depression was diagnosed for women just about 4 times more often than for men.
The cases of recurrent depression were recorded accordingly. The high incidence
of depression in women must be taken into account. The statistics demonstrate
only recorded diagnoses; however, there is no doubt that there are
significantly more women who suffer from depression.
aforementioned causes of incidence of depression in women, statistical indices
of Lithuania only confirm quite poor social situation of women. In the
beginning of the year 2010, 53.5 percent of women and 46.5 percent of men have
resided in Lithuania, i.e., 1151 women for 1000 men. According to the data of
2009, women in Lithuania live approximately 12 years longer than men, till 78.6
and 67.5 years of age, respectively 18). Thus more women live in
solitude. Nevertheless, a consideration of the association between
family-related factors and depression reveals that, overall, married or those
in a civil relationship have lower levels of depression than divorced,
separated, widowed and single ones 17). Living with a partner
seems to be an important buffer against depression for both genders.
Unemployment statistics show that there were
significantly more employed women than men during the first quarter of 2010 –
unemployment level of men was 23.2%, women – 13.1% 18). However,
although women are noticeably more educated than men, earn significantly less:
the gross average salary in 2009 was 1990 Litas for women and 2349 Litas for
However, women do not experience more mental
illnesses than men; they are simply more prone to depression and anxiety,
whereas men are more likely to have addictive disorders and personality
disorders. The effects of stress, violence, poverty, inequality, sexism, care
giving, relational problems, low self-esteem, and ruminative cognitive styles
probably increase vulnerability to depression in women. Predictive factors for
depression include previous depression, feeling out of control or overwhelmed,
chronic health problems, traumatic events in childhood or young adulthood, lack
of emotional support, lone parenthood, and low sense of mastery. Special
considerations are required for analysing the risk factors influencing the
women’s physical health 14).
Our results confirm the findings in international
research that there is a gender gap in depression across Europe.
Socioeconomic-related factors as well as family-related characteristics moderate
the relationship between gender and depression. The largest gender differences
in depression were found in a number of Southern European countries and in
certain Eastern European countries 17). Until recently, many studies
would have characterized Southern European countries as traditional, male
breadwinner systems. In contrast, the Eastern European countries, especially
the former Soviet Union countries, have a history of socialist policy that
encourages dual-breadwinner households 19). However, both Southern
and Eastern European countries are currently in transition. During the past
decade, the Southern countries have been confronted with a rapid expansion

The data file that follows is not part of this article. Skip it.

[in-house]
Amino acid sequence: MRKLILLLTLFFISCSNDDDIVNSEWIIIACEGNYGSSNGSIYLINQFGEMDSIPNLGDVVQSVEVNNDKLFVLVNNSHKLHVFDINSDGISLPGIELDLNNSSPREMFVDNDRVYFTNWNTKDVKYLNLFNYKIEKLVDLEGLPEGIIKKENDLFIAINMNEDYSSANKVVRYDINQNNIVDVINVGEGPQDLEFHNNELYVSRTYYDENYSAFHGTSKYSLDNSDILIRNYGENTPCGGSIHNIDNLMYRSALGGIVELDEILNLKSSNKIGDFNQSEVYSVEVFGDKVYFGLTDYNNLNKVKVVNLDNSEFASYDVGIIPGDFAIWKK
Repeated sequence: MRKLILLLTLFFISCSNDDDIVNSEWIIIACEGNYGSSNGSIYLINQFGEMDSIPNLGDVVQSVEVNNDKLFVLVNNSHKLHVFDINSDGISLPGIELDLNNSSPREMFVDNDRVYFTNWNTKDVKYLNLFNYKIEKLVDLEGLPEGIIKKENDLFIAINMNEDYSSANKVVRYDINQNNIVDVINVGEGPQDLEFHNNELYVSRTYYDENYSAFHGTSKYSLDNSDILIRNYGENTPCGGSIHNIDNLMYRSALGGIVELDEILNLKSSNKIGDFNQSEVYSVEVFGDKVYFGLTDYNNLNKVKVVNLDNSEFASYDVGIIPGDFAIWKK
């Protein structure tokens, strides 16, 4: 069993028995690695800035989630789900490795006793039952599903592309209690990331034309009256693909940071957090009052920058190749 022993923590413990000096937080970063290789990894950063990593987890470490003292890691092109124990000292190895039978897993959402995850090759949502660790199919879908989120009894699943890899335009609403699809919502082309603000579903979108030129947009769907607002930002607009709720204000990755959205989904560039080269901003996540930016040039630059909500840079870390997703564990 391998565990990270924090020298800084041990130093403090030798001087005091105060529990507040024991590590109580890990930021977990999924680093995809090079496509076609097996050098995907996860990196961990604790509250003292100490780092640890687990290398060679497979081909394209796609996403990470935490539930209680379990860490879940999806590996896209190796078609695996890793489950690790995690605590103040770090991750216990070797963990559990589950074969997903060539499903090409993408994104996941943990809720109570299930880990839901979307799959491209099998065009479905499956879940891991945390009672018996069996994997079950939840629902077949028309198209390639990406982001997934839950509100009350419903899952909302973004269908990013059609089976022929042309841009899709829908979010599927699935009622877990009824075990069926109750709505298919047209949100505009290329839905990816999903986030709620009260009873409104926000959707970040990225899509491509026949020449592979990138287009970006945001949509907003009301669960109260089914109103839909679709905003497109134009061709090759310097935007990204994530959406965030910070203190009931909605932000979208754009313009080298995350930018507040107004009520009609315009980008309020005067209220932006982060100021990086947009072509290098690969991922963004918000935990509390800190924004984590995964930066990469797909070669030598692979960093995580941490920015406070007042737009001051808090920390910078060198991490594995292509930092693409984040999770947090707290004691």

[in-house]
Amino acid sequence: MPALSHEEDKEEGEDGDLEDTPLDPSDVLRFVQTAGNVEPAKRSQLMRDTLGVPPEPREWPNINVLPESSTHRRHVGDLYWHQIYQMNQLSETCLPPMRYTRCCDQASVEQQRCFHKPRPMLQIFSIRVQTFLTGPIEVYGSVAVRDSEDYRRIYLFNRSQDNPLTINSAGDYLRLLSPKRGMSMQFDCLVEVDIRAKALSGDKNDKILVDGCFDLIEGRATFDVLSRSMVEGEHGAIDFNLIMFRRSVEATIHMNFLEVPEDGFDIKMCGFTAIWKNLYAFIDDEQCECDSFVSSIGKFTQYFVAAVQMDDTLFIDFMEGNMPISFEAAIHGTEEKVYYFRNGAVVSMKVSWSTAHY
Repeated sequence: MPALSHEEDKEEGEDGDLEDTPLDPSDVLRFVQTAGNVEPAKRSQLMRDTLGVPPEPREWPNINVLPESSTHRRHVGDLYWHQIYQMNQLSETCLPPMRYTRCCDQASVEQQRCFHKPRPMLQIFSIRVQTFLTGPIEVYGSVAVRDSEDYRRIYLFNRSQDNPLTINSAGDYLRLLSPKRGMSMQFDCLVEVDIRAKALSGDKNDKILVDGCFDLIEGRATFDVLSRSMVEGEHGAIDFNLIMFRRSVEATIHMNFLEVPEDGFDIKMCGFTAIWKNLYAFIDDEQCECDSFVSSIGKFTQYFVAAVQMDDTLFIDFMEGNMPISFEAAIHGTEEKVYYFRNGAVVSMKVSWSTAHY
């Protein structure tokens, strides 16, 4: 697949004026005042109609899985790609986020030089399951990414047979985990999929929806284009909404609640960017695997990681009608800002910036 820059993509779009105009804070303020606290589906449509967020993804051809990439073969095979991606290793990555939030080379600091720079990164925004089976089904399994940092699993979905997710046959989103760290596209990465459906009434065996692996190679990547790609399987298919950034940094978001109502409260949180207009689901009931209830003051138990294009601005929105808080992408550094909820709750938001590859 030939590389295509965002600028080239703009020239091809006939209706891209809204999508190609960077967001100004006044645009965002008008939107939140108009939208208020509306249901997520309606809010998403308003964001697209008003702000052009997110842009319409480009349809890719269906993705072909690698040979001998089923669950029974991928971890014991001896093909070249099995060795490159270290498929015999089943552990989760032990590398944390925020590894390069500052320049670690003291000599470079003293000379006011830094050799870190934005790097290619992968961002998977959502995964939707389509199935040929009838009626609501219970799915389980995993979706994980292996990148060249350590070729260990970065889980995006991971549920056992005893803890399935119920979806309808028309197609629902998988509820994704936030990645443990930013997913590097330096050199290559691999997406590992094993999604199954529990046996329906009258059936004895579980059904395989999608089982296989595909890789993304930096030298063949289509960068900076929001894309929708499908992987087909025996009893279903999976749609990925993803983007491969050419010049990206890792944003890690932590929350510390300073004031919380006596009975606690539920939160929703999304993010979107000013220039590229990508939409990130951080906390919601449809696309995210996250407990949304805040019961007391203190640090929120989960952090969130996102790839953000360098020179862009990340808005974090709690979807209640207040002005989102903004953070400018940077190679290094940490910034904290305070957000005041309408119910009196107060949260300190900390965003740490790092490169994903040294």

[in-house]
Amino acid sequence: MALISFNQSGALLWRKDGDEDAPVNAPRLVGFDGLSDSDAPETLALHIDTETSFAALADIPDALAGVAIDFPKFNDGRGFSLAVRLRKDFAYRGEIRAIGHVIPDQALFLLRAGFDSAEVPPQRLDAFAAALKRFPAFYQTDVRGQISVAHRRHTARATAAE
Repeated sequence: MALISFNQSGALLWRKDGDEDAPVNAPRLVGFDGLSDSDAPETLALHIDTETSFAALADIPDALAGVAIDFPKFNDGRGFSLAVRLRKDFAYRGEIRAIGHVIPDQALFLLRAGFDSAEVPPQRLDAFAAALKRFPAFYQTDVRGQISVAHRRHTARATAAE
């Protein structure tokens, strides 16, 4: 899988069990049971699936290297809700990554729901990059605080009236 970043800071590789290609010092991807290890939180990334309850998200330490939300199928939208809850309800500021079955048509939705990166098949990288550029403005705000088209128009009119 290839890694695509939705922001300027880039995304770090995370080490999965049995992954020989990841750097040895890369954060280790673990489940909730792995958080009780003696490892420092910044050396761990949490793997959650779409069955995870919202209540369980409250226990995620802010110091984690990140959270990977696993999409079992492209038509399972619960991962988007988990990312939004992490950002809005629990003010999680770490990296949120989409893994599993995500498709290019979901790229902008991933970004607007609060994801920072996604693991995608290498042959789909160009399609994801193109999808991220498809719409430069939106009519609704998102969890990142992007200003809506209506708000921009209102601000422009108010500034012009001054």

of women’s employment, which has forced them to be innovative in how they
manage household responsibilities. Changes in men’s behaviour, especially in
relation to the unpaid work of care giving, have nevertheless been relatively
small 20). For example, in Portugal, where we found the largest
gender gap in depression, there is a relatively large number of mothers
who are employed full time and of dual full-time income earners, along with
relatively low levels of formal childcare provision 21).
is often considered as a mental disease, thus, many people simply avoid
talking about it. It is likely that men with the symptoms of depression do not
take medical advice precisely because of the fear of society opinion – more
often they choose suicide.
Since at least 1990, some have claimed that
the SSRIs may induce suicide 22). Since the increased use of
antidepressants in the past 15 years has mostly consisted of SSRIs, one should
expect increasing suicide rates if they induced suicide. Increases have been
found in some countries among younger men 10). Younger men, however,
may be least likely to take antidepressants 23). They are probably
also most likely to have substance abuse as a contributing factor to
suicide 24). The dominant international picture is an overall
decrease in suicide rates. Epidemiological studies comparing the suicide risk
among patients treated with newer antidepressants with the risk in those who
are treated with tricyclic antidepressants have found no difference between
impact of depression on society has not yet been assessed in Lithuania. This
impact is related not only with the lost ability of patients to work,
unavailable income, social services provided, but also with the influence on
the quality of life of the whole family and each of its member individually.
Economic aspects of depression treatment (as well as of improper treatment,
untimely diagnosis) must also be assessed to calculate how much the state pays
for the patients with depression and what preventive means must be taken.
in particular the recurrent one, severely affects the patient’s quality of